‘It’s a calamity of a movie, for sure; a smorgasbord of awful’ – MacDara Conroy on Collateral Beauty

‘What is this?’ That’s pretty much the entirely of my notes for Collateral Beauty. It’s a calamity of a movie, for sure; a smorgasbord of awful that’s bound to sweep the Razzies in a couple of months’ time, though it’s been over a week now since the press screening and I still can’t quite get a handle on what I watched.

Is it a comedy? Most of the ensemble cast appear to think so, and with good reason, because the tone screams ‘screwball holiday flick’. (And a very poor, ‘this was funnier on paper’ one at that.) Except when it doesn’t, when it cuts from the painfully humourless yuks to the soul-bearing pain of a woman crying over the loss of her child. Yes, that actually happens in this film. Someone thought it was a brilliant decision to juxtapose silly sitcom gags with full-on, heart-rending emotional drama. Strangely enough, all of those scenes involve the lead, who seems to have been under the impression he was making an earnest tearjerker about coping with loss. More on that later.

Things are already off to a rough start in the very first scene, as Will Smith at his most Will Smithy and a parody robot Edward Norton hold court at their impossibly hipster advertising agency. Their job isn’t about selling things, they tell us; it’s about improving people’s lives. (Pass the sick bag.) Smith’s mission statement for this room of central casting creative types is that all of us are connected by three fundamental abstract concepts: love, time and death. (Another sick bag, please.)

Flash forward three years and the Fresh Prince has become a shell of a man. We can tell this because of his gaunt make-up and salt-and-pepper hair and blank expression as he builds a giant domino run in his office in lieu of doing his job. At home, in his austere apartment replete with short-bar bicycle (because hipster), he spends his nights writing letters to those aforementioned abstract concepts, because that’s the kind of thing that brink-of-crazy types do, isn’t it?

Meanwhile, Smith’s co-workers — Norton, Kate Winslet and Michael Peña — express their exasperation at his clearly poor mental state as they discuss company business on the lobby staircase as low-level employees walk by within earshot, because I guess a boardroom or something wasn’t cinematic enough for David Frankel, director of such gems as Marley & Me (self-help sob story bullshit) and The Devil Wears Prada (‘fashion matters!’ propaganda bullshit).

Company business gets discussed in a lot of unconventional places in this film: in a yard selling Christmas trees, over brunch at some place Carrie and the girls would go, even a dingy off-off-Broadway theatre where Norton recruits a trio of actors — hammy Helen Mirren, lock-jawed Keira Knightley and Not Donald Glover (Jacob Latimore) — to play a kind of riff on the ghosts from Dickens’ A Christmas Carol in a convoluted effort to have Smith declared insane and allow the others to sell the agency and cash out for the win.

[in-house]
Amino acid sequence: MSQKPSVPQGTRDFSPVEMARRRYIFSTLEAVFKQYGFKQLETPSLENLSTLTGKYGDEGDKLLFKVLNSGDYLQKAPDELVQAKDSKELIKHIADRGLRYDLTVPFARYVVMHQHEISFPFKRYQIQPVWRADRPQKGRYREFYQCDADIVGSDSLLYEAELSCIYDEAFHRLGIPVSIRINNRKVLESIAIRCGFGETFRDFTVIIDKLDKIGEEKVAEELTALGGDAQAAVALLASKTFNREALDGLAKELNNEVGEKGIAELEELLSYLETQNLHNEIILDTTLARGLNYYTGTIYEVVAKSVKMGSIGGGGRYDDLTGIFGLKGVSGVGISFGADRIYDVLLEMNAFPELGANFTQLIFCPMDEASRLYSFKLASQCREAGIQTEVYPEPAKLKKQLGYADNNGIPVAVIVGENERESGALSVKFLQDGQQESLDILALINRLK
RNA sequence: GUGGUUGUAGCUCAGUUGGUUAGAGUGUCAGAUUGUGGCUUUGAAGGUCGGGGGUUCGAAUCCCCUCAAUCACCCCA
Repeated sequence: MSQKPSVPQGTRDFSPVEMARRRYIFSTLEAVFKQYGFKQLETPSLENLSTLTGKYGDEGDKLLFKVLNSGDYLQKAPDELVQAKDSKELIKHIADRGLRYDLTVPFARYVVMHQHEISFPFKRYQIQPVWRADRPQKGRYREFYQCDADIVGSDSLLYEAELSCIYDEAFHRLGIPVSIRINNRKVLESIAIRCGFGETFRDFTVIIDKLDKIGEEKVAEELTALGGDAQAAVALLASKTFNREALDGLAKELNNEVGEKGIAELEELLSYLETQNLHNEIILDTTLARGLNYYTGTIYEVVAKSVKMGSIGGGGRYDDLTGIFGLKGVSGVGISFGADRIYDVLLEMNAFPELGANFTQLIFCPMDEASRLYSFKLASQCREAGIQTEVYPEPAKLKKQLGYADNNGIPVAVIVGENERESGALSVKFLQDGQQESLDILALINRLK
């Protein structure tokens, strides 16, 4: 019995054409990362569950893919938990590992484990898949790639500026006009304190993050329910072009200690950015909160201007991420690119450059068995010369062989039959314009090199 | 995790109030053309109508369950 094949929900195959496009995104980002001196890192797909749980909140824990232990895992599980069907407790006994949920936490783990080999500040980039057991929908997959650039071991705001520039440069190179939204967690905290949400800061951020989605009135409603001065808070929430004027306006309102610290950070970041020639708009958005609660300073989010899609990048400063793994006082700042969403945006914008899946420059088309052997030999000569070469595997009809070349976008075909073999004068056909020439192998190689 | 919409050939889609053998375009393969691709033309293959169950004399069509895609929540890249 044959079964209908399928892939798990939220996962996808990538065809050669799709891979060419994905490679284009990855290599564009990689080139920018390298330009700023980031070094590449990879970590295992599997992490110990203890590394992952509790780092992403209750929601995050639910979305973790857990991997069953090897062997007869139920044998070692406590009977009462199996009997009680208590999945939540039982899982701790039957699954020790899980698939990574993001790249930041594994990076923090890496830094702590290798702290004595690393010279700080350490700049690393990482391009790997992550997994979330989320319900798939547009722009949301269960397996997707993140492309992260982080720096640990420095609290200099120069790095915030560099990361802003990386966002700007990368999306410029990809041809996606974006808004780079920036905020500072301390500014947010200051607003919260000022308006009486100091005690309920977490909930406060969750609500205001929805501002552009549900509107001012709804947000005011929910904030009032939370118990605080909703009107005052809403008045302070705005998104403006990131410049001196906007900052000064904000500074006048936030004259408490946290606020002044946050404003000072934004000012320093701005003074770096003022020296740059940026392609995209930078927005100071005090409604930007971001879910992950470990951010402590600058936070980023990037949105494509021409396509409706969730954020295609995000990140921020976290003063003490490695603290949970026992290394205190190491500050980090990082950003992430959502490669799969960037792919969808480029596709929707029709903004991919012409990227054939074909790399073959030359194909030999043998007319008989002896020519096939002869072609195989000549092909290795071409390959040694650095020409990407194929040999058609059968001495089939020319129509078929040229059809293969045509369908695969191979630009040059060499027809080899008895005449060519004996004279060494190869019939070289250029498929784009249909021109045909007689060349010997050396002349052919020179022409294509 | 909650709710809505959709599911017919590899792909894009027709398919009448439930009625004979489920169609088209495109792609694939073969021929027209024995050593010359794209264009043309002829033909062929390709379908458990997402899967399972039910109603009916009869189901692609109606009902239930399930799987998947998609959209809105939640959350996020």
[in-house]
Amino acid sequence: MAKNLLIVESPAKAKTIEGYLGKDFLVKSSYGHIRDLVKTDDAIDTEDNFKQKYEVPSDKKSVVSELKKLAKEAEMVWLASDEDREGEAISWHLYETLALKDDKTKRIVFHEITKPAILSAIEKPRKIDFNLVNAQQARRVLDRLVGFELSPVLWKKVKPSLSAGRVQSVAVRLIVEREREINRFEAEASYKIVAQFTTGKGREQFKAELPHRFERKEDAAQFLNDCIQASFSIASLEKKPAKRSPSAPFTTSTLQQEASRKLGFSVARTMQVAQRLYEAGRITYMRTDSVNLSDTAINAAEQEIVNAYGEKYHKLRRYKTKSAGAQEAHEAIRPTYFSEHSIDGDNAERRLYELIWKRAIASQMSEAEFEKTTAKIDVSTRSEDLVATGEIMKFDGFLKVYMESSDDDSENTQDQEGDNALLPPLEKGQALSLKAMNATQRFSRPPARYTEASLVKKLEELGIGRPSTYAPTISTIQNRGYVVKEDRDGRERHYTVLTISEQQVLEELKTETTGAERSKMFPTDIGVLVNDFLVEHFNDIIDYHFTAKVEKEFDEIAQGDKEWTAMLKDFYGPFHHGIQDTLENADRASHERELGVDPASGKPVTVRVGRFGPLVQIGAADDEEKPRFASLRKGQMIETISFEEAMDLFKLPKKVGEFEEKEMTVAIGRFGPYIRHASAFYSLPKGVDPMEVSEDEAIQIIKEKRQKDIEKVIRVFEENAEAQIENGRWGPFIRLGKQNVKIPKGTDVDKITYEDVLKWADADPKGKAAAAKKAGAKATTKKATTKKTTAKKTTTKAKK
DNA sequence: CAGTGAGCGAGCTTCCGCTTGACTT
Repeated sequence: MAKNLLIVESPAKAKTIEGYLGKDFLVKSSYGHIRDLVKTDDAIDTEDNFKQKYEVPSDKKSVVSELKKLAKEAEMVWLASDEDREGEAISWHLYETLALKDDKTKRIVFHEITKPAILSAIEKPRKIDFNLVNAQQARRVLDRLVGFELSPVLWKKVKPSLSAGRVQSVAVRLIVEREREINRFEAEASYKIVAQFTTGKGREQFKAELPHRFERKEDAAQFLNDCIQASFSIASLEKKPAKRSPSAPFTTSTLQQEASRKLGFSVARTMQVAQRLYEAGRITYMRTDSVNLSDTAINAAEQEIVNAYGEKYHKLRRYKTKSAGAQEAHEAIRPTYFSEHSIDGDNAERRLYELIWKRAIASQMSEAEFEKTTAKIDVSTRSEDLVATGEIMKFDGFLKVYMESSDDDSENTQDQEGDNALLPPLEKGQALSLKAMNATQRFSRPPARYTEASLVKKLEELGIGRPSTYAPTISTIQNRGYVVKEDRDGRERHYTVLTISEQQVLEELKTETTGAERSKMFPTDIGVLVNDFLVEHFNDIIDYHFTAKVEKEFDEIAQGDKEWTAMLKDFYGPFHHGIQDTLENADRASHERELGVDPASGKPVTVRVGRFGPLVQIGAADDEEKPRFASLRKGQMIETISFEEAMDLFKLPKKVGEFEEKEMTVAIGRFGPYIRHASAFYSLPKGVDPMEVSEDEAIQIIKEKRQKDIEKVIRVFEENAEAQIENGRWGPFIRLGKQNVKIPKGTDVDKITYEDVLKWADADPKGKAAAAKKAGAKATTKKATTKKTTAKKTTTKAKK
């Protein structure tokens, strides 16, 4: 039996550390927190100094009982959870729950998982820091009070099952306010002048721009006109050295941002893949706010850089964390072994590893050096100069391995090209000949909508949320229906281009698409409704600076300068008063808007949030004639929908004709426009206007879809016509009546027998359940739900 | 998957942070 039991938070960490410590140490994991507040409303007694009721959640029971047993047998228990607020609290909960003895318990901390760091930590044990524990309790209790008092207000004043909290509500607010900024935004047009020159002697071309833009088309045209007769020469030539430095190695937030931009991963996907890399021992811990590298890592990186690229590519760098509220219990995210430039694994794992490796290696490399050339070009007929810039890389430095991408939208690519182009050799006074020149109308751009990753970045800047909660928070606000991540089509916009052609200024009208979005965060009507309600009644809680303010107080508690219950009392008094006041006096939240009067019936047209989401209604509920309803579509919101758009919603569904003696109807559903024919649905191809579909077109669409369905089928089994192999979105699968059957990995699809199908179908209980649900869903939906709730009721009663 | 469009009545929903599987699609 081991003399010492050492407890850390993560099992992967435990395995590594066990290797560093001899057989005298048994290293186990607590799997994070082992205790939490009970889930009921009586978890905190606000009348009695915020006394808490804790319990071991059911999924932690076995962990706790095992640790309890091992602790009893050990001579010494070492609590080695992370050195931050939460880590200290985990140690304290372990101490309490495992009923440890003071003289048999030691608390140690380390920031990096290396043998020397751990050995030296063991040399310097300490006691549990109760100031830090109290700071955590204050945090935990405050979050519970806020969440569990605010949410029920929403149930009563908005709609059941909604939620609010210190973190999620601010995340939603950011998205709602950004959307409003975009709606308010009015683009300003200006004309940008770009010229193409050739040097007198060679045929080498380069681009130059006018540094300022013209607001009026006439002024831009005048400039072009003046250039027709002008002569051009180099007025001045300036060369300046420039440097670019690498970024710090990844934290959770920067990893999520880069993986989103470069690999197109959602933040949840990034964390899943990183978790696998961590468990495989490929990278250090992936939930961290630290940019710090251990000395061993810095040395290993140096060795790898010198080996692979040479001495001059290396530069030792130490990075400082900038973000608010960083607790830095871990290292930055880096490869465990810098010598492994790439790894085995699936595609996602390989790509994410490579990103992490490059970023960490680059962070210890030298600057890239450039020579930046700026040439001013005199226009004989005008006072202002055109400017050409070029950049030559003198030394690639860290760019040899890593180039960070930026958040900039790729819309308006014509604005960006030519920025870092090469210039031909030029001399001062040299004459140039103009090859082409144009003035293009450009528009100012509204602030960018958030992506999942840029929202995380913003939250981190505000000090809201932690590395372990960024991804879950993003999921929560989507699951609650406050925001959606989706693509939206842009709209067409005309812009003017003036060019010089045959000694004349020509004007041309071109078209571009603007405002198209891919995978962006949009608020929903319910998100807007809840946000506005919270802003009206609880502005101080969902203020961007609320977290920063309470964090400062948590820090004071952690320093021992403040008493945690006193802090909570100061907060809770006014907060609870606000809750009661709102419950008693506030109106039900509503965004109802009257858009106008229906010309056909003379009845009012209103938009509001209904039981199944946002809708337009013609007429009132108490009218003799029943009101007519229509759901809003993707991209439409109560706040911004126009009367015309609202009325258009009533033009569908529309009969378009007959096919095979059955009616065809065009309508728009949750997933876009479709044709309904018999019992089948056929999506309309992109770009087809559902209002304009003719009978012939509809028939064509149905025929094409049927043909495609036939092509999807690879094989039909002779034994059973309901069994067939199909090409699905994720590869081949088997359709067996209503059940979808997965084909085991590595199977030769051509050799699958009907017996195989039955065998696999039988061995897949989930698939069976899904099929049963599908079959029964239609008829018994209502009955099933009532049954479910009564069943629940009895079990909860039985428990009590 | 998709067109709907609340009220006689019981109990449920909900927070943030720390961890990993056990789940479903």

Will Smith and Keira Knightley in Collateral Beauty

It’s far more complicated than it needs to be, though somewhere in there is what might have been the original thrust of the picture, with Smith’s role more of a Scrooge figure who reveals hidden depths. There’s no indication of later rewrites from Allan Loeb’s spec screenplay, but one gets the distinct impression Smith latched onto the grieving-father aspect of his poorly sketched character and would simply not let go, to the detriment of the entire enterprise. It’s worth noting that original director Alfonso Gomez-Rejon (American Horror Story, Me and Earl and the Dying Girl) excited the project just two months after Smith signed on, citing “creative differences”.

And it’s tempting to see these differences writ large in the fact that Collateral Beauty is two distinctly different movies in awkward entanglement. One is an old-fashioned American comedy fed through the Richard Curtis meat grinder, adulterated with faux profound platitudes and guff about ‘becoming love’. (You don’t even want to know what that mangled nonsense metaphor of a title means.) That it’s simply not one bit funny is almost beside the point. The other, which sees Smith literally come in from the cold to the warm embrace of Naomie Harris’ support group for grieving parents, has moments of genuine insight into the human condition. Really, it does. Even if only for seconds at a time.

That the two combined culminate in a hair-puller of a double twist that would make Shyamalan wince is actually quite fitting, in its own strange way, because I think I might have figured out by now what Collateral Beauty really is, and what it is is a manipulative sham, with a doctrinal anti-psychiatric tinge, if you get my meaning.

Maybe, just maybe, that’s me being a conspiracy nut. But it smells fishy, and it stinks just as bad as the movie. What is this? It’s rotten, that’s what it is.

Collateral Beauty opened nationwide on Monday December 26th

Optimization WordPress Plugins & Solutions by W3 EDGE